Sunday, January 23, 2011

What Emily Dickinson has to do with my blog...

Emily Dickinson is one of my favorite poets, and the title for this blog came from a poem by her. I think a lot of people my age find Dickinson inaccessible for her rather archaic styling and use of meter. It took me a long time and the happy convergence of some good English classes, Shakespeare directors, and writing professors before I was able to appreciate the value of meter. Dickinson wrote primarily in different hymn meters. "Amazing Grace" is a good example of a common meter, like the one she (roughly) used for "Hope is the thing with feathers." I do not consider myself foremost a poet, but I can say that the time I was assigned to write a poem in common hymn meter it came out sounding like a bad jingle. And I worked at it, I promise. So the fact that Dickinson can simultaneously use and subvert this wickedly difficult form and in the process write such unexpected and radiant poems is rather amazing to me.

And she was never recognized during her lifetime. Posthumous speculations posit that an anxiety disorder like agoraphobia may have been the cause of her eccentricities and reclusive habits, and scholars have mined her poems and letters for psychoanalytic details. I'm less interested with the precise nature of her disorder than with the brilliant glimpses of victory and struggle that emerge in her work. Her distillations of triumph, despair, love, dejection, fear, and hope ring true to me after more than a century and several changes of aesthetic taste. This metaphor of hope in particular lodged itself in my head even during times when I was about to give up. As a result, it seemed like the perfect title. Check out a beautifully illustrated anthology called My Letter to the World and Other Poems (Visions in Poetry) by Isabelle Arsenault for a haunting visual interpretation of her work.

Hope is the thing with feathers
That perches in the soul,
And sings the tune without the words,
And never stops at all,

And sweetest in the gale is heard;
And sore must be the storm
That could abash the little bird
That kept so many warm.

I've heard it in the chillest land,
And on the strangest sea;
Yet, never, in extremity,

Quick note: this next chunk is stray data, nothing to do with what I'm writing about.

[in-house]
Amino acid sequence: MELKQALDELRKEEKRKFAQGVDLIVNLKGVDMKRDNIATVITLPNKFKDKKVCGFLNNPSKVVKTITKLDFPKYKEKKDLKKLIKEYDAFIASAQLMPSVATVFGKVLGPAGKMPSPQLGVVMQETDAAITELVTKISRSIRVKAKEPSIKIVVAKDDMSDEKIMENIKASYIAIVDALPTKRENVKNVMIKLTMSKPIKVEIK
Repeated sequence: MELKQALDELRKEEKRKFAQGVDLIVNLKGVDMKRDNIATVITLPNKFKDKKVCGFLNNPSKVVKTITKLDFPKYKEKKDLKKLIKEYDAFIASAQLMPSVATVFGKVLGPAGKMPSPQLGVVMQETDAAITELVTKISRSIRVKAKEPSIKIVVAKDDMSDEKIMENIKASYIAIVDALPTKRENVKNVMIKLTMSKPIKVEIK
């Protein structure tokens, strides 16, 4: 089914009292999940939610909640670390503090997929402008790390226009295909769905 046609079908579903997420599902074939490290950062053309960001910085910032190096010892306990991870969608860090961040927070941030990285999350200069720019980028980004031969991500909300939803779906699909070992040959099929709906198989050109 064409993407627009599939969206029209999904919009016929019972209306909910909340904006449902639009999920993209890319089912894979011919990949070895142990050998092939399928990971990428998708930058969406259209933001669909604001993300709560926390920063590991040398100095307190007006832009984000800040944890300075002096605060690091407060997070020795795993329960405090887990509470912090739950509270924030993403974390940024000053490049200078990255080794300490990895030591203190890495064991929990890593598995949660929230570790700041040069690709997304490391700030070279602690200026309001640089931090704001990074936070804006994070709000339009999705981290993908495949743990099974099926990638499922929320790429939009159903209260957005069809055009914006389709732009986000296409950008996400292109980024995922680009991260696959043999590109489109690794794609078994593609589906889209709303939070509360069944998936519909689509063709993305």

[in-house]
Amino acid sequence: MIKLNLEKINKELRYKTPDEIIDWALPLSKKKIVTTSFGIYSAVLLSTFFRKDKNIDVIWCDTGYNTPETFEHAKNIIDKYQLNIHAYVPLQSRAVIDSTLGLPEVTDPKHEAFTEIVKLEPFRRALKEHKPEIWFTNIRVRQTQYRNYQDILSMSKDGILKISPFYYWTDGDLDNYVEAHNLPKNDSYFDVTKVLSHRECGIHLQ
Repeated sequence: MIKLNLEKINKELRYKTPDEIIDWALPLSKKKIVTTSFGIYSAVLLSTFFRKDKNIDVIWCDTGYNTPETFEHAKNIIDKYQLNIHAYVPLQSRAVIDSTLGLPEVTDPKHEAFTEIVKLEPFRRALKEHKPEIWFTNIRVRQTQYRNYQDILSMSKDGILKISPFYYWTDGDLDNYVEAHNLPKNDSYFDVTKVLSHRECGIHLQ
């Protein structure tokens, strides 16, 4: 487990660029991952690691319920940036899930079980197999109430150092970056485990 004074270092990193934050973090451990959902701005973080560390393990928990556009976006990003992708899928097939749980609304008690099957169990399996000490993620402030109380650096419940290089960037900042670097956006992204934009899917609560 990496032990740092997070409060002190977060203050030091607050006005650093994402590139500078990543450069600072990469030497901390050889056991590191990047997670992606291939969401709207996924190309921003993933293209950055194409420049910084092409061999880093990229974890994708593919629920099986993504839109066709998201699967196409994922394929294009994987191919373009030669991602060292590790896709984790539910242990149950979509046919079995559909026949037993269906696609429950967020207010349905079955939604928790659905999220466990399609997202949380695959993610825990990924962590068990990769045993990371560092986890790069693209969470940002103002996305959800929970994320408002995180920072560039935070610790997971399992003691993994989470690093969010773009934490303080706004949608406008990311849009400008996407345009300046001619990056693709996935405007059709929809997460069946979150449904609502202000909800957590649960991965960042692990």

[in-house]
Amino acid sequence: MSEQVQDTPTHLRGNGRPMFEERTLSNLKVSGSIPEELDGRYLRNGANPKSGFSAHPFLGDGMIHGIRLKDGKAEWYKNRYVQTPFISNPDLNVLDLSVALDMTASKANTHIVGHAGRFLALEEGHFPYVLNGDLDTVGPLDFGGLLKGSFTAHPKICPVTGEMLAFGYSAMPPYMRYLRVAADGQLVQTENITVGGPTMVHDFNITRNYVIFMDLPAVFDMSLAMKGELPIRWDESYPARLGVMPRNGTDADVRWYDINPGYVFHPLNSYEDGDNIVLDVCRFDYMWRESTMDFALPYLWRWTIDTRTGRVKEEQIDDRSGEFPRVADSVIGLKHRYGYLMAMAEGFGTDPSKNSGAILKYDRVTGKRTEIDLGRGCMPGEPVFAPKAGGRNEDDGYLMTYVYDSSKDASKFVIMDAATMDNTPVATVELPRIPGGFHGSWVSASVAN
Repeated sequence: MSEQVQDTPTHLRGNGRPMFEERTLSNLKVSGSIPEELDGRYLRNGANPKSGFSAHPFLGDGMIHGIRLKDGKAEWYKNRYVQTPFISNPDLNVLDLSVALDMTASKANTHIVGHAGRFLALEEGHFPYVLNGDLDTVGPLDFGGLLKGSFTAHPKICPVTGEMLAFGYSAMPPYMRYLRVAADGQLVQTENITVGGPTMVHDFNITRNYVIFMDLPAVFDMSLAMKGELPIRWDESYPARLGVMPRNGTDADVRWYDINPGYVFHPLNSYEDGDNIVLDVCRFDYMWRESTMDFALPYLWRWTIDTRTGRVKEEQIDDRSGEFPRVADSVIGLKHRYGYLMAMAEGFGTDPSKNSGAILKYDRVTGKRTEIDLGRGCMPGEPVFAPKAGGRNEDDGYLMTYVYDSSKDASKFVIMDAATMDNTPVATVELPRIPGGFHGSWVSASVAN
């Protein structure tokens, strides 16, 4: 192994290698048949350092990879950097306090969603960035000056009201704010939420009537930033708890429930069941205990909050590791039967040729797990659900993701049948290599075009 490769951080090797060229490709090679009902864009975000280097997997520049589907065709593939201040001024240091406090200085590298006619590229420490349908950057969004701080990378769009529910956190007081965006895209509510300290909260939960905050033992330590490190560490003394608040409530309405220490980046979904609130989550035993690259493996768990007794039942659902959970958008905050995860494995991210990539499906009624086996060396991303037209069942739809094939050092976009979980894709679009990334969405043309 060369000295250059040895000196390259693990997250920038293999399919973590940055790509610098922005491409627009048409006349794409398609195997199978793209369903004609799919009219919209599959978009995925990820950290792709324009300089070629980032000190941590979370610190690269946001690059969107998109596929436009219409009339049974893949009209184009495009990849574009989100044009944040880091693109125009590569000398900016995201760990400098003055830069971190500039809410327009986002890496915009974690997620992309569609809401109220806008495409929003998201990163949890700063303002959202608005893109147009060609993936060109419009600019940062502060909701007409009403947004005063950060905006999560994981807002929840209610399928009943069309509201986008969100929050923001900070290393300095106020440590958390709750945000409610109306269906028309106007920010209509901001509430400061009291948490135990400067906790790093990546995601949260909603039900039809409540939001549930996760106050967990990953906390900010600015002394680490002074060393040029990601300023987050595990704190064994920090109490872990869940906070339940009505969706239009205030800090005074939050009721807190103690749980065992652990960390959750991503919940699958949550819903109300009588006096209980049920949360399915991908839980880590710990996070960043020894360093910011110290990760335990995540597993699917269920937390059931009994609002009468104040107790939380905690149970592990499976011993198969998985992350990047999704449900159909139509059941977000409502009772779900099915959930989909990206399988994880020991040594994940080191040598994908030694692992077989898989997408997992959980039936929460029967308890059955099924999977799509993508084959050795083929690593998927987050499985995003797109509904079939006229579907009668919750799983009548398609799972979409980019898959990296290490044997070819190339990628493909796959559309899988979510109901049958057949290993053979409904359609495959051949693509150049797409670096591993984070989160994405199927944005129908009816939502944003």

It asked a crumb of me.


  1. Stunning! It absolutely made me RUN to my harp and try to conjure up some sort of melodic underpinning. I have a humongous book of Emily Dickinson's poems, though admittedly, I haven't plowed through more than a page or two of it. I think I'll have to go back and explore.........
    Much love,

  2. One thing that seems to have gotten lost in this "modern" world we live in is the art of poetry. Thanks for the reminder of how a few well written words can inspire and bring forth emotion which can be so good for the soul.

  3. Emily Dickinson was Grandma Joey’s poet as well. I remember a volume or two of her poems on our family bookshelf.

  4. Thank you for sharing this Beth. Cindy and I visited E.D.'s home in Amherst last summer. We were both moved. This is a beautiful way to begin your blog. -- Jeff U.

  5. Did we listen to an interview with a Dickinson scholar on Fresh Air/NPR last summer? I didn't know you were such a Dickinson fan! I always remember the picture book "Emily" when I read her writing. I went up to your room to find it again tonight and reread it. I had forgotten the girl's mother plays the piano for Emily which is near to my heart, of course. :) I'll bring you the book when I see you in February. Thanks for sharing your writing with us!

  6. I am so glad you have started a blog!! I actually used "hope is a thing with feathers" in one of my posts a couple of years ago. Love this poem and it very much speaks to me for so many reasons. Welcome to blogging! Another thing for our Wed. meetings!! (-: Beautifully done!

  7. Great idea, now riddle me this:
    Why did Emily Dickinson's chicken cross the road?

  8. Uncle Donny--

    Hmm...was it because Emily wouldn't leave her room?

  9. Have you noticed the "Hope is the thing..." in the Cancer Institute? Maybe you could come visit me and we could take a picture to post.... auntie

  10. Nope ... because it would not stop for death

  11. I like your answer better, Uncle Donny. Georgie and I had a nice chuckle. Auntie Nancy: Actually, I first saw the poem in the Cancer Institute, although I had been a Dickinson fan for awhile. However, I believe they slightly misquote the poem--modern sensibilities often revise it as, "and sings the tune without words" which doesn't keep the meter. I'll have to check again... However, your idea of taking a picture of it is very good. :)